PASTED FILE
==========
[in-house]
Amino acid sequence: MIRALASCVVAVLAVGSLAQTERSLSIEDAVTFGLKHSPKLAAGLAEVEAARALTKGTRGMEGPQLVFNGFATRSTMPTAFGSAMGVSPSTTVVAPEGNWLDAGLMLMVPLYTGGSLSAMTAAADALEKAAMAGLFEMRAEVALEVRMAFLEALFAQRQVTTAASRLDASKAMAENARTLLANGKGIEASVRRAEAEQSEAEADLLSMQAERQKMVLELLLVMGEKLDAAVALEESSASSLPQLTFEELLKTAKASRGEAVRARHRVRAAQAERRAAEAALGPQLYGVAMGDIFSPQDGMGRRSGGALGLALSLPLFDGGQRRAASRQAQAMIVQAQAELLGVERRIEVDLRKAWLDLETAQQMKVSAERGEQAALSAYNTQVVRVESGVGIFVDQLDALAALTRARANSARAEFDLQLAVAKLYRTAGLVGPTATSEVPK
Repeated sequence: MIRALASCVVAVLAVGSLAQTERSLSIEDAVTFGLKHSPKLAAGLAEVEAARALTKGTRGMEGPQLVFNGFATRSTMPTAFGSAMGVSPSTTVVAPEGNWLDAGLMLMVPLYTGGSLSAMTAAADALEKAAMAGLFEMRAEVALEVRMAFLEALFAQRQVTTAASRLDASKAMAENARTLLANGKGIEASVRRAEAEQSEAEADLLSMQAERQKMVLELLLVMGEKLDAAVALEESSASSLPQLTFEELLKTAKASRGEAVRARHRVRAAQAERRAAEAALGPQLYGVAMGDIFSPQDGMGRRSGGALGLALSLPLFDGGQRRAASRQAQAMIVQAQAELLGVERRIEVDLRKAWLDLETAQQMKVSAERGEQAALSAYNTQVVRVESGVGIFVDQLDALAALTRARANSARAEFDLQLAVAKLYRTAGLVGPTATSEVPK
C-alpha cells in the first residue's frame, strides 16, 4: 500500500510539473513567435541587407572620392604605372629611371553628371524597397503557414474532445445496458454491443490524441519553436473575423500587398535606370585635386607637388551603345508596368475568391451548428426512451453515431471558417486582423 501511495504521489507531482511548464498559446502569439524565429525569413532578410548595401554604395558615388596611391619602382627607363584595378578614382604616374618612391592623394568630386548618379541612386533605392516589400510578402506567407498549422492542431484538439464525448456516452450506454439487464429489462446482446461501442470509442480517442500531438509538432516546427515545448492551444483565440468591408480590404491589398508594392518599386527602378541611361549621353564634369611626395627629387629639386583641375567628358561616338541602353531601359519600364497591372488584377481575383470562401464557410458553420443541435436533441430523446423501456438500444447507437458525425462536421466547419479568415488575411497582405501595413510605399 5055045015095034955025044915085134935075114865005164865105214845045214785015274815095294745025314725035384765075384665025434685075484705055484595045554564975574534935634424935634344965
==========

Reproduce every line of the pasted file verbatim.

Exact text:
[in-house]
Amino acid sequence: MIRALASCVVAVLAVGSLAQTERSLSIEDAVTFGLKHSPKLAAGLAEVEAARALTKGTRGMEGPQLVFNGFATRSTMPTAFGSAMGVSPSTTVVAPEGNWLDAGLMLMVPLYTGGSLSAMTAAADALEKAAMAGLFEMRAEVALEVRMAFLEALFAQRQVTTAASRLDASKAMAENARTLLANGKGIEASVRRAEAEQSEAEADLLSMQAERQKMVLELLLVMGEKLDAAVALEESSASSLPQLTFEELLKTAKASRGEAVRARHRVRAAQAERRAAEAALGPQLYGVAMGDIFSPQDGMGRRSGGALGLALSLPLFDGGQRRAASRQAQAMIVQAQAELLGVERRIEVDLRKAWLDLETAQQMKVSAERGEQAALSAYNTQVVRVESGVGIFVDQLDALAALTRARANSARAEFDLQLAVAKLYRTAGLVGPTATSEVPK
Repeated sequence: MIRALASCVVAVLAVGSLAQTERSLSIEDAVTFGLKHSPKLAAGLAEVEAARALTKGTRGMEGPQLVFNGFATRSTMPTAFGSAMGVSPSTTVVAPEGNWLDAGLMLMVPLYTGGSLSAMTAAADALEKAAMAGLFEMRAEVALEVRMAFLEALFAQRQVTTAASRLDASKAMAENARTLLANGKGIEASVRRAEAEQSEAEADLLSMQAERQKMVLELLLVMGEKLDAAVALEESSASSLPQLTFEELLKTAKASRGEAVRARHRVRAAQAERRAAEAALGPQLYGVAMGDIFSPQDGMGRRSGGALGLALSLPLFDGGQRRAASRQAQAMIVQAQAELLGVERRIEVDLRKAWLDLETAQQMKVSAERGEQAALSAYNTQVVRVESGVGIFVDQLDALAALTRARANSARAEFDLQLAVAKLYRTAGLVGPTATSEVPK
C-alpha cells in the first residue's frame, strides 16, 4: 500500500510539473513567435541587407572620392604605372629611371553628371524597397503557414474532445445496458454491443490524441519553436473575423500587398535606370585635386607637388551603345508596368475568391451548428426512451453515431471558417486582423 501511495504521489507531482511548464498559446502569439524565429525569413532578410548595401554604395558615388596611391619602382627607363584595378578614382604616374618612391592623394568630386548618379541612386533605392516589400510578402506567407498549422492542431484538439464525448456516452450506454439487464429489462446482446461501442470509442480517442500531438509538432516546427515545448492551444483565440468591408480590404491589398508594392518599386527602378541611361549621353564634369611626395627629387629639386583641375567628358561616338541602353531601359519600364497591372488584377481575383470562401464557410458553420443541435436533441430523446423501456438500444447507437458525425462536421466547419479568415488575411497582405501595413510605399 5055045015095034955025044915085134935075114865005164865105214845045214785015274815095294745025314725035384765075384665025434685075484705055484595045554564975574534935634424935634344965